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The good ghost is a viral story

How little brains process the lockdown is a concern — for, a child paints an apparition as a friend as it cannot infect unlike a human being

We have, temporarily at least, stopped racing towards new worlds and begun a forced meditation on what we shouldn’t have done or ignored. Some are worried about supplies of eggs, milk and vegetables or soap and toilet paper. Yet another group (the majority) do not know how they will get through the day because their daily earnings from selling perishable goods or manual labour ceased overnight. They have neither the exposure nor leisure to worry about a health or environmental catastrophe, but it is they who tread more lightly on the earth than the rest of us do.

Urban India, which rests comfortably on the labour of rural India, received a shock as supplies dwindled or disappeared with shattering visuals of farmers destroying their own harvests or just giving away the little they have rather than let it all rot. Life flows on placidly only for those who never had to step out of home even before the COVID-19 crisis to meet their daily requirements. They are either in the evening of their lives or have been cushioned so comfortably all along that they are proof that it is survival of not the fittest but the richest. Nothing and no one disturbs them.

Being alone

While the media is full of what a sense of being alone can do or undo, the call for physical distancing to prevent infecting each other is one of the most unwelcome things for us. We are highly social creatures, sharing food, eating and living spaces and dependent on company and companionship for emotional stability. We need to laugh and joke and grumble about the weather or the traffic or the TV channels. Then there are people who never outgrow their childhood and need to feel connected to a group all the time, do not know how to connect with themselves and cannot bear a single waking hour on their own. They have never understood that solitude or being alone is not the same as being lonely.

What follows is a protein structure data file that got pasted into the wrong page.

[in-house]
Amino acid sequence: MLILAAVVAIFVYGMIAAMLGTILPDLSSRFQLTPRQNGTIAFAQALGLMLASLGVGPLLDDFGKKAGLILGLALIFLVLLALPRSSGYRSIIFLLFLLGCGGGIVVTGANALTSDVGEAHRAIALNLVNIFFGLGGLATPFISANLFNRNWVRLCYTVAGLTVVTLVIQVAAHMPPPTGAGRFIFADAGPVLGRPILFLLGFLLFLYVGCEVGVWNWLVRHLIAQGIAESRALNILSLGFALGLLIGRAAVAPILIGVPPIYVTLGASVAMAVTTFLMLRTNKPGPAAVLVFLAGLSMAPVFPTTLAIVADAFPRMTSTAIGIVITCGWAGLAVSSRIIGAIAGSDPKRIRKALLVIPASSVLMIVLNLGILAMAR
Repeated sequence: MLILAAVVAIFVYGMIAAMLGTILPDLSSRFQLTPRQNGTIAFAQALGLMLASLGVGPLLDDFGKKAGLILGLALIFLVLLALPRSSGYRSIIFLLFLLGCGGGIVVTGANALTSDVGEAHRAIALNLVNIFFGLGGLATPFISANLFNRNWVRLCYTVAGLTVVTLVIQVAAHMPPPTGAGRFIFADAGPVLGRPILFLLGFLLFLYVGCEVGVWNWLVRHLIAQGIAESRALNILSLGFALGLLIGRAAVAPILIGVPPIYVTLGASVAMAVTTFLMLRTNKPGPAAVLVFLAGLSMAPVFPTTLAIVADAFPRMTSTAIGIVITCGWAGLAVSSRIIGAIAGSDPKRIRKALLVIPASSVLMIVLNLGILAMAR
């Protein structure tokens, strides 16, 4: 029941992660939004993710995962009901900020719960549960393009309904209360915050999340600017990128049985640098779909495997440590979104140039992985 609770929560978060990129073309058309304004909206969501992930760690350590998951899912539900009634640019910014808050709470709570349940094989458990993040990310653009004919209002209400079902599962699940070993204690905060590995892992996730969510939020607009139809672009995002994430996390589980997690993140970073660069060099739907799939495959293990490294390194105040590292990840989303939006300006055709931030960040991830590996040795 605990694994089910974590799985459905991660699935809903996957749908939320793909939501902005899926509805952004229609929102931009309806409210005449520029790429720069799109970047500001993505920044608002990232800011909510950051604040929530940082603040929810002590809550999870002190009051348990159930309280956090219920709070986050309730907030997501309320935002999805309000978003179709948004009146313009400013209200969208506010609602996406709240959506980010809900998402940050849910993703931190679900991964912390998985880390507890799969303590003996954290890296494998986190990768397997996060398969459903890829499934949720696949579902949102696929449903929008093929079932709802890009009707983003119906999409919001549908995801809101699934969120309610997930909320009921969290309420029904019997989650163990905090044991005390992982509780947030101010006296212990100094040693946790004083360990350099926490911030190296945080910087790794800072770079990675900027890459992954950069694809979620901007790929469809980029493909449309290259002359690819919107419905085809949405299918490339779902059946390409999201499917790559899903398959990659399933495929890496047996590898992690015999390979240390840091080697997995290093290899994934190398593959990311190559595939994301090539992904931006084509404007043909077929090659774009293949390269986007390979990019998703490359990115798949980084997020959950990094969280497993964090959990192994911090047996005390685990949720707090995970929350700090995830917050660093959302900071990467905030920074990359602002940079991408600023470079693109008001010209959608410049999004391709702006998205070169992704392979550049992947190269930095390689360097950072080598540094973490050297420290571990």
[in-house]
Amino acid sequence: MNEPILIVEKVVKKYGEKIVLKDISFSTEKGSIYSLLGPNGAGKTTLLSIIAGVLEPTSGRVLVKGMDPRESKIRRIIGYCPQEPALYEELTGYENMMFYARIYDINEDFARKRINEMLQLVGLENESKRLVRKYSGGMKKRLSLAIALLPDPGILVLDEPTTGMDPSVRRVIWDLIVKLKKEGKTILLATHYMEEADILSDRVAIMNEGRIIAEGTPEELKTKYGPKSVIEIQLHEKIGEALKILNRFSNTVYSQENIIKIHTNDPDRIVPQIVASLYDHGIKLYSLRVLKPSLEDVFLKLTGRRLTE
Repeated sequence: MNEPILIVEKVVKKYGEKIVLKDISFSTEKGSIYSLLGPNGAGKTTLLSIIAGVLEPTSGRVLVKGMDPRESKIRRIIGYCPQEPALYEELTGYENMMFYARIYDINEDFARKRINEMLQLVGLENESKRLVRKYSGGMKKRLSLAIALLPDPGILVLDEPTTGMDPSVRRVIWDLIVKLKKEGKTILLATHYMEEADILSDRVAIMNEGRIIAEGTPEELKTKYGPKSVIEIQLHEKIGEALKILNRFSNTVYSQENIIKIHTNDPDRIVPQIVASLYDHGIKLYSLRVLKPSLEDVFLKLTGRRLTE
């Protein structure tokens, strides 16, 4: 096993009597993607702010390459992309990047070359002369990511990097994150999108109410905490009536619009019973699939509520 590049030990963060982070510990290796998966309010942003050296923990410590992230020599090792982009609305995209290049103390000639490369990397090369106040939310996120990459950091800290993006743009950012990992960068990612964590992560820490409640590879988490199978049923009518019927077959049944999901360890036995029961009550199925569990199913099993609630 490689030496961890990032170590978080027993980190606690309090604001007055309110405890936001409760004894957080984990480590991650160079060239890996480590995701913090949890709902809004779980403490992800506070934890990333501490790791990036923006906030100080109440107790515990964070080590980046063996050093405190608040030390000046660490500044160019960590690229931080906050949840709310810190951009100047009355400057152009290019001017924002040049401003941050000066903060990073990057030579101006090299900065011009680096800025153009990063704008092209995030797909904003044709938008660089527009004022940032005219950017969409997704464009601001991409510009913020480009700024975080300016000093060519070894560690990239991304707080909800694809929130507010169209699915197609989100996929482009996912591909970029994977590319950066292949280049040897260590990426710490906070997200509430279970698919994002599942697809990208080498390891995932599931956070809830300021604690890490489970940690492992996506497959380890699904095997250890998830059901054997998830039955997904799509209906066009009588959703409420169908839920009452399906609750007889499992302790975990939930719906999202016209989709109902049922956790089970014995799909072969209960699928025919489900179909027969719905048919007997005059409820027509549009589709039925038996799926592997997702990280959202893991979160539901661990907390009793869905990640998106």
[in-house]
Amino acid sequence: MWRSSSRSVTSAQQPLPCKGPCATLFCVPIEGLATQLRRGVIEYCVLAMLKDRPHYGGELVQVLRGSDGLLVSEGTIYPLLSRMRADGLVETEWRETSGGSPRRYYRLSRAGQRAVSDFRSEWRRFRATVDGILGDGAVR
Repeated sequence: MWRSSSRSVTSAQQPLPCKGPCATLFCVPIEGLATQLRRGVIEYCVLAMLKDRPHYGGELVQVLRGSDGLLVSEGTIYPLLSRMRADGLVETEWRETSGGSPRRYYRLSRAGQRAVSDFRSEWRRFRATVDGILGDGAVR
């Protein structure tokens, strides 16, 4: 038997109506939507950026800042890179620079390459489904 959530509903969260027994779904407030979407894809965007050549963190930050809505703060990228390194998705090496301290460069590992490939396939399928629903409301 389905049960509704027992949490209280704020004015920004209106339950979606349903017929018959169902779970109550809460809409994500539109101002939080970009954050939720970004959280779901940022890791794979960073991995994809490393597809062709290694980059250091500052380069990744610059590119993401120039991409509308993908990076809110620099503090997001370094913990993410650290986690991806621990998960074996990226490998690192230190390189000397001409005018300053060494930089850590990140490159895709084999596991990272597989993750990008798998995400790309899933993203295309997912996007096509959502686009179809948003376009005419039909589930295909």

Trauma of isolation

My concern is what this spell of forced or advised isolation will do to our very young children. Studies of painting and sketching done by children recovering from traumatic experiences such as domestic violence, war, riots or loss of homeland or families offer revelatory glimpses into their state of mind. A girl of 12 who had fallen silent for weeks drew herself as a policewoman aiming a blow at a well-built bearded man. Upon closer enquiry, it became clear that for years she had watched her father beating her mother. A much younger boy drew a stick-portrait picture of his entire family with his mother missing. She passed away a year ago. I wonder what present-day children, deprived of energetic games and the company of their friends and unable to fully comprehend the reasons for the present unnatural need to stay indoors, will make of the stress caused by an unseen danger.

I happened to receive an assignment a youngster named Prithvi wrote after India announced the lockdown. “Long ago the wind blew and it was the ghost. It was a good ghost. The ghost was telling everyone a new stori. No body was afraid of the ghost. The ghost was polight and every body liked him. He tot every kid one by one how to mix colours.” Prithvi had understood that he could not play with his friends nor have them visit him. So he transferred his context to his story. What visited the classroom? A ghost! Not a human being who was taboo because of the threat of infection. Observing the rules of social distancing, the children were taught one at a time and not in a group.

When these dangerous times are behind us, we must prepare for fear and out-of-key behaviour from children who experienced anxiety and more disturbingly, watched their parents controlling their own fears with some difficulty.

“Everybody liked the ghost.”

What’s not to like when the ghost could neither infect nor be infected?

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Printable version | May 26, 2020 11:51:21 AM |

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